MILAN — Italy’s Internal Revenue Agency is allegedly targeting a number of current and former Gucci employees although the brand’s parent company, Kering, has settled its tax dispute with the country.
As reported, the investigations of the Italian tax authorities, which focused on Kering’s tax payments related to the sales in Italy of Gucci products between 2011 and 2017, identified a tax evasion of 1.4 billion euros. According to the accusations, in distributing Gucci products in Italy through a directly operated Switzerland-based company named Luxury Goods International, Kering had intentionally avoided the payment of taxes in Italy. As reported, in May Kering said it was settling and signing an agreement with the Italian Revenue Agency to regularize its fiscal position in the country.
According to a source, Kering will by the end of this month pay a total sum of 1.25 billion euros, including 897 million euros in additional taxes, to the Italian Revenue Agency. Once Kering has settled the tax litigation with the tax agency, legal sources believe the penal investigation will be closed. The two investigations are generally parallel yet separate in Italy and have to be dealt with separately.
Italy’s tax agency has now shifted its focus from Kering to individual employees within the French fashion group. One source told WWD that the probe is targeting individuals also in executive positions. The fines could add up to several millions in unpaid taxes. According to the source, around a dozen Gucci employees last month received a letter for a tax assessment from the Agenzia delle Entrate, Italy’s Internal Revenue Agency, questioning whether they actually resided in Switzerland. The Italian Revenue Agency has become increasingly more aggressive toward fiscal elusion, contended a source. “The system created by Kering was legitimate and legal for many years, but the legislations have changed and become increasingly tighter.”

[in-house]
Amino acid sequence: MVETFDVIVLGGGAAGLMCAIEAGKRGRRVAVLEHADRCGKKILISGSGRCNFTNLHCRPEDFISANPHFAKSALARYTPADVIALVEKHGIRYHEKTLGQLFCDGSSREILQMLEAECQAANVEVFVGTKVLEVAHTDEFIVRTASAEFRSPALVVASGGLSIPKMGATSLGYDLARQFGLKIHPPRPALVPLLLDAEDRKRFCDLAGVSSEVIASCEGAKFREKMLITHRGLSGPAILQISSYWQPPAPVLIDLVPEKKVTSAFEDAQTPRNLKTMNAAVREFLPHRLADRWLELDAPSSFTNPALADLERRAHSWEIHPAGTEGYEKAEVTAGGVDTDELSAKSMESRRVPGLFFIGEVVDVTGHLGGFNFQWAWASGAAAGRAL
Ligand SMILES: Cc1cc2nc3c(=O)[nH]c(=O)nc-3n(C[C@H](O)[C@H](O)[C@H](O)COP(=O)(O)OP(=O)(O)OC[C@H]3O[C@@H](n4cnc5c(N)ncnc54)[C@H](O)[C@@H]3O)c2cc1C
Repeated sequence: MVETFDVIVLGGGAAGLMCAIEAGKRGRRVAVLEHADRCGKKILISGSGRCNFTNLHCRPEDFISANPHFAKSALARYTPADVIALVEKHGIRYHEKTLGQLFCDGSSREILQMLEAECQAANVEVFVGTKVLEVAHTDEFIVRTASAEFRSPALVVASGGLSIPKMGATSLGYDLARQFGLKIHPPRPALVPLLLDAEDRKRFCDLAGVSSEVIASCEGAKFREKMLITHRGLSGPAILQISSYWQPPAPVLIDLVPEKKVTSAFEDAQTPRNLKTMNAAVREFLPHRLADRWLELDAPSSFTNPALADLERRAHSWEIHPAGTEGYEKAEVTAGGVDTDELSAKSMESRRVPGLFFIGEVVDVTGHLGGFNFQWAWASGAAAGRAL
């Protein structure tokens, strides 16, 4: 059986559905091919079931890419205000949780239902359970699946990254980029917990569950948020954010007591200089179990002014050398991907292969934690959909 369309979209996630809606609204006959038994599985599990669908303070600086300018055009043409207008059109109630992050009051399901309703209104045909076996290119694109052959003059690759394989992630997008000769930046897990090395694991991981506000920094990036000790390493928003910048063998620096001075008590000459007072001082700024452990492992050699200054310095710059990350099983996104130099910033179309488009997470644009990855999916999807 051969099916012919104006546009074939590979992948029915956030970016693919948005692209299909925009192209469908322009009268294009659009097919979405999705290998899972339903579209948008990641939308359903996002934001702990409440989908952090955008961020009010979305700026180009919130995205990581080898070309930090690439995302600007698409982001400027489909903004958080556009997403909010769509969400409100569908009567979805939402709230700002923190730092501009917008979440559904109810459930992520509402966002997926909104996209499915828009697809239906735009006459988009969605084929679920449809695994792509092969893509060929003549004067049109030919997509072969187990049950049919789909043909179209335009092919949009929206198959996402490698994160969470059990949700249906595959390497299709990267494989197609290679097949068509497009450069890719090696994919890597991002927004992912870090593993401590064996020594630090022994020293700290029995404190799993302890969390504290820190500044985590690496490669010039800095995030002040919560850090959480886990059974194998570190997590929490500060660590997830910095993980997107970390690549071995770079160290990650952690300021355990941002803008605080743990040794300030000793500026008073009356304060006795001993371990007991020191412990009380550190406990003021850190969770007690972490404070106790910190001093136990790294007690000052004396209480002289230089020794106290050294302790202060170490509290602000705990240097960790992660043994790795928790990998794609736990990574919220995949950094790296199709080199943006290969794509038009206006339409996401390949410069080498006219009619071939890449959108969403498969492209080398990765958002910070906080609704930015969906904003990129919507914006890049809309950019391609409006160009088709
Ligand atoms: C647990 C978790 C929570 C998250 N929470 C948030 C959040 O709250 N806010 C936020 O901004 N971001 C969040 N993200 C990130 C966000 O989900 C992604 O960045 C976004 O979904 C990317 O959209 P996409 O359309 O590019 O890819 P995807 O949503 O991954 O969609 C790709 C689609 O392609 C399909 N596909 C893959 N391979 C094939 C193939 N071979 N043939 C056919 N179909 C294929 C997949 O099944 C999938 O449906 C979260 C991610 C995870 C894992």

Kering said on Wednesday that there was “nothing new in these allegations” and had no further comment.
According to sources, the Italian tax agency believes that to justify paying taxes in Switzerland, Kering allegedly fictitiously transferred a number of Gucci executives employing them with Swiss work contracts and questionable Swiss residence, while they were actually based in Milan.
The employees involved don’t have much choice, said a source. “There are no options but to pay. The alternative is to turn to a tax commission and dispute the requests, but a judge could seize their goods and block their accounts,” said a fiscal source.
To improve efficiency, the French group is building a new warehouse in Trecate, near the Northern Italian town of Novara, and a new site in New Jersey and the decision will impact around half of the 800 employees working in Cadempino, near the Swiss city of Lugano, as 400 employees will relocate to the new complex in Italy. The project is expected to be delivered over the next three years, from 2020 to 2022. The group attributed the decision to build a new site in Italy to its recent growth and changing business models. The move pertains to all brands under the Kering umbrella, ranging from Gucci and Balenciaga to Alexander McQueen, Bottega Veneta and Pomellato. At the time, asked if the move from Switzerland to Italy was related to Kering’s recent tax issues, a spokesman denied any connection. “The Group strategy and organization — and in particular the geographic settlement of our subsidiaries — is strongly grounded on business and operational reasons and is not dictated by tax considerations,” he said, emphasizing that the announcement rests “purely on a business rationale.”
Kering’s move to Switzerland dates back to the mid-Nineties.
Kering’s settlement, one of the biggest with the Italian tax authorities, is expected to significantly impact the group’s 2019 results. In particular, the income statement will include an additional tax charge of about 600 million euros and the cash flow statement will feature an outflow of 1.25 billion euros. In 2018, Kering posted revenues of 13.7 billion euros.